Eventually, this revolution resulted in a temporary win for the rebellious Roundheads, resulting in mass legal and moralistic reform under the now-Republican English government.
While many games have taken place in medieval Europe, only a few have attempted trying to take place during the Age of Discovery, particularly within the bounds of 17th century England. This period was defined by rapid European expansionism, the adoption of early firearms and the English Civil War took place directly in the middle of it. It could make for an excellent grand strategy or tactical game, or even just a period for a good hack and slash. More advanced technology, desperate alliances and a number of different stories to tell from a number of perspectives, the English Civil War would make an excellent period for lovers of history to explore.
4) Islamic Golden Age
The Islamic Golden Age was one of the greatest intellectual and philosophical revolutions in history. Writing and algebra came into true focus while scholars made serious efforts to try and collect, translate and maintain as much knowledge as they possibly could. An emphasis on free thought, a desire for expansion and a thirst for learning drove the various caliphates of the time to become some of the most advanced nations in the world.
However, this historical period has been largely overlooked, mostly because many people in the Western world may not even be aware that it happened! We tend to think of the Renaissance as being one of the intellectual and creative primetimes for humanity, but the start of the Islamic Golden Age predated this by about 1,000 years. Considering the enormous progress in everything from art to science to warfare, it is a shame that more titles have not taken advantage of this historical period.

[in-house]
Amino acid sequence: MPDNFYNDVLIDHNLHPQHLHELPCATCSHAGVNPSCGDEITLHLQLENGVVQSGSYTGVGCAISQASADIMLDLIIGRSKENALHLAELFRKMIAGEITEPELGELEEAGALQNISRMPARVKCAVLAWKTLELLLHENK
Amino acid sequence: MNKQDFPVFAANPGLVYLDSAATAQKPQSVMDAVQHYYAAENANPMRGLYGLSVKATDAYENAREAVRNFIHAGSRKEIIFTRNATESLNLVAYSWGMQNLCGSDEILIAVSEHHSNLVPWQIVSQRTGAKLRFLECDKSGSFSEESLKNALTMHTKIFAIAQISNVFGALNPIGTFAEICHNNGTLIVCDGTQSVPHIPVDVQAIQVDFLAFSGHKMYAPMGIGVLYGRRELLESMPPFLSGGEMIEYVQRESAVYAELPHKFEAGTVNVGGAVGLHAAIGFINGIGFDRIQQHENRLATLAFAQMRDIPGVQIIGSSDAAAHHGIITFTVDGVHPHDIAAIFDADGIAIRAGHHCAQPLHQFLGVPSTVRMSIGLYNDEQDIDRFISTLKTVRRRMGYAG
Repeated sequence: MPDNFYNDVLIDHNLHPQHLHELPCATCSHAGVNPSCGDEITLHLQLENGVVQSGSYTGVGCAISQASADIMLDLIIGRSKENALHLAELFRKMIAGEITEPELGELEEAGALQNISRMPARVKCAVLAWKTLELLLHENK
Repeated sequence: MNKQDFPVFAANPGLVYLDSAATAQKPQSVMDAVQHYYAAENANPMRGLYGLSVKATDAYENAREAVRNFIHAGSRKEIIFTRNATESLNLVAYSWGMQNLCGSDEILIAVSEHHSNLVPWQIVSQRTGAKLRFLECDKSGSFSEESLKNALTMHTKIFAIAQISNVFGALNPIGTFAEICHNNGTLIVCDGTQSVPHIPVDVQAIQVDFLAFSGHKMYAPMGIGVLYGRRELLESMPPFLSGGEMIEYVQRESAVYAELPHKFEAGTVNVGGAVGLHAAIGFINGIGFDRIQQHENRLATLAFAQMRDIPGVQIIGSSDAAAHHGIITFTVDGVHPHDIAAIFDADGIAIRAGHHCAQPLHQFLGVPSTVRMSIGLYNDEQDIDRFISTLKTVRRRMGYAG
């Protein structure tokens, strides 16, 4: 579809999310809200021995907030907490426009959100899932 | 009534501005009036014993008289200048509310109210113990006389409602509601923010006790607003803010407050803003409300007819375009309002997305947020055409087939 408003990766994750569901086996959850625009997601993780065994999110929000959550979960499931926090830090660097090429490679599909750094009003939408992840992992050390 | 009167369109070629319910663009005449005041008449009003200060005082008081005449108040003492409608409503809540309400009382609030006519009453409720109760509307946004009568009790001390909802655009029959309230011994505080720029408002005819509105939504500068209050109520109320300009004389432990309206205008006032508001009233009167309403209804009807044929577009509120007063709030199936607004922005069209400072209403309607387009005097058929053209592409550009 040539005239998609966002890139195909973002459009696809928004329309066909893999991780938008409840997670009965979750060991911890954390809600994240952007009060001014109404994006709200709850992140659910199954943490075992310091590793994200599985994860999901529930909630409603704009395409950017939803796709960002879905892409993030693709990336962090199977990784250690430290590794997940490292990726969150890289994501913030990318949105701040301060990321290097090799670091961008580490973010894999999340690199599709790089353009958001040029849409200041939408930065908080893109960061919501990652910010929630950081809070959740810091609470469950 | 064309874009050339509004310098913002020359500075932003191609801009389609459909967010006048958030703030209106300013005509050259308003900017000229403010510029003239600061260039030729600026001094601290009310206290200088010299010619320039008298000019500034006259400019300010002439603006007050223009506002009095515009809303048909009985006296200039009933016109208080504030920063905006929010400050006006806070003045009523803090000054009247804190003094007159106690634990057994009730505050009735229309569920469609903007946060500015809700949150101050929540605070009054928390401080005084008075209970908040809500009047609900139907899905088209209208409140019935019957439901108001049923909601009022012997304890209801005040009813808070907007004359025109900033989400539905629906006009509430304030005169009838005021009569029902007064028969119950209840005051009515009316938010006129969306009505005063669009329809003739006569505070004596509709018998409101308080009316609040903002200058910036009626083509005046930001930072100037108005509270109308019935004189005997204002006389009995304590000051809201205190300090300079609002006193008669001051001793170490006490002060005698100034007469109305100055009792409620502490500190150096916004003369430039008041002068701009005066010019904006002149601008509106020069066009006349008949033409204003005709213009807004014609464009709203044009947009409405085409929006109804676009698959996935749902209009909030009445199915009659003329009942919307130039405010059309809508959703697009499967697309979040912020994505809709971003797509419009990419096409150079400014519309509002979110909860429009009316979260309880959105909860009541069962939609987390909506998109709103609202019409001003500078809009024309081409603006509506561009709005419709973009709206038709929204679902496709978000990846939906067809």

5) The Stone Age
“But what about Far Cry Primal?!” Yes, Far Cry Primal has certainly taken us to the Stone Age, and there have certainly been other titles that utilise the Stone Age at some point (such as Civilisation and Empire Earth), but it has never really felt like this era has been done proper justice. It’s either something to progress from or just replacing modern tech with Stone Age versions.
The Stone Age is far more than that, though it’s understandable why few games have touched it – very little historical evidence, combined with the fact that people would unlikely empathize much with an early human. You don’t really have all that much to work on.
Why not put the focus on the actual age and all that it entails? Survival, tribal communities, the beginnings of agriculture – just think of the crafting gameplay that you could have. So long as they don’t do something stupid like including dinosaurs (sorry ARK), the Stone Age gives plenty of opportunity as a historical period ripe for the gaming industry.
These are just a few of the historical periods that seem to have been forgotten. Not every war game has to be in World War II, and not every grand strategy has to be set in Europe. What do part of history do you reckon would make an excellent game setting? Let us know in the comments below, and be sure to check out the rest of The Nerd Stash for more gaming, comic and movie news.
A serial hobbyist, Jack loves everything from blacksmithing to brewing – and, of course, the occasional video game.